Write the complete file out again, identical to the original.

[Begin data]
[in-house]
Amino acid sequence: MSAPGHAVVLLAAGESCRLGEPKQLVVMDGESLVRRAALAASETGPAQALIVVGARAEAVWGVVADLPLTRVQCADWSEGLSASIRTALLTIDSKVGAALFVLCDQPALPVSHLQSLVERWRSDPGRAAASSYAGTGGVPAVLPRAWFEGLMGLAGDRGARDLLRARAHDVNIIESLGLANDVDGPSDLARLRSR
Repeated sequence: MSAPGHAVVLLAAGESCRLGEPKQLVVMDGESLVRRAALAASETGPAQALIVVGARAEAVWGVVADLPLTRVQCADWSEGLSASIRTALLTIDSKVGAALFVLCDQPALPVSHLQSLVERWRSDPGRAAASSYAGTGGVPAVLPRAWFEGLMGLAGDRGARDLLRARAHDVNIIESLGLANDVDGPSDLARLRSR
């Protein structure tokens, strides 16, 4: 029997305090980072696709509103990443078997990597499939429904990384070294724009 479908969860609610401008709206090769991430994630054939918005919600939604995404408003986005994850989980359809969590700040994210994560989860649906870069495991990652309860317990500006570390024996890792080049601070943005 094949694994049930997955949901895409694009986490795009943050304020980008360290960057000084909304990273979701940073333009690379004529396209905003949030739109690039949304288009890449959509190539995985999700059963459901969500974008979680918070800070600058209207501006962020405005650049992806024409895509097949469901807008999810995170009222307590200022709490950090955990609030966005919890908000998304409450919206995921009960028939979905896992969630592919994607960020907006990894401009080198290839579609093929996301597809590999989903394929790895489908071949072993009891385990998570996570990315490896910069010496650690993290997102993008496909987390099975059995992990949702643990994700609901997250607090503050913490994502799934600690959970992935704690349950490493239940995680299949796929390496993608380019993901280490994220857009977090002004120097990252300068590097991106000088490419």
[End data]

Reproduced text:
[in-house]
Amino acid sequence: MSAPGHAVVLLAAGESCRLGEPKQLVVMDGESLVRRAALAASETGPAQALIVVGARAEAVWGVVADLPLTRVQCADWSEGLSASIRTALLTIDSKVGAALFVLCDQPALPVSHLQSLVERWRSDPGRAAASSYAGTGGVPAVLPRAWFEGLMGLAGDRGARDLLRARAHDVNIIESLGLANDVDGPSDLARLRSR
Repeated sequence: MSAPGHAVVLLAAGESCRLGEPKQLVVMDGESLVRRAALAASETGPAQALIVVGARAEAVWGVVADLPLTRVQCADWSEGLSASIRTALLTIDSKVGAALFVLCDQPALPVSHLQSLVERWRSDPGRAAASSYAGTGGVPAVLPRAWFEGLMGLAGDRGARDLLRARAHDVNIIESLGLANDVDGPSDLARLRSR
């Protein structure tokens, strides 16, 4: 029997305090980072696709509103990443078997990597499939429904990384070294724009 479908969860609610401008709206090769991430994630054939918005919600939604995404408003986005994850989980359809969590700040994210994560989860649906870069495991990652309860317990500006570390024996890792080049601070943005 094949694994049930997955949901895409694009986490795009943050304020980008360290960057000084909304990273979701940073333009690379004529396209905003949030739109690039949304288009890449959509190539995985999700059963459901969500974008979680918070800070600058209207501006962020405005650049992806024409895509097949469901807008999810995170009222307590200022709490950090955990609030966005919890908000998304409450919206995921009960028939979905896992969630592919994607960020907006990894401009080198290839579609093929996301597809590999989903394929790895489908071949072993009891385990998570996570990315490896910069010496650690993290997102993008496909987390099975059995992990949702643990994700609901997250607090503050913490994502799934600690959970992935704690349950490493239940995680299949796929390496993608380019993901280490994220857009977090002004120097990252300068590097991106000088490419």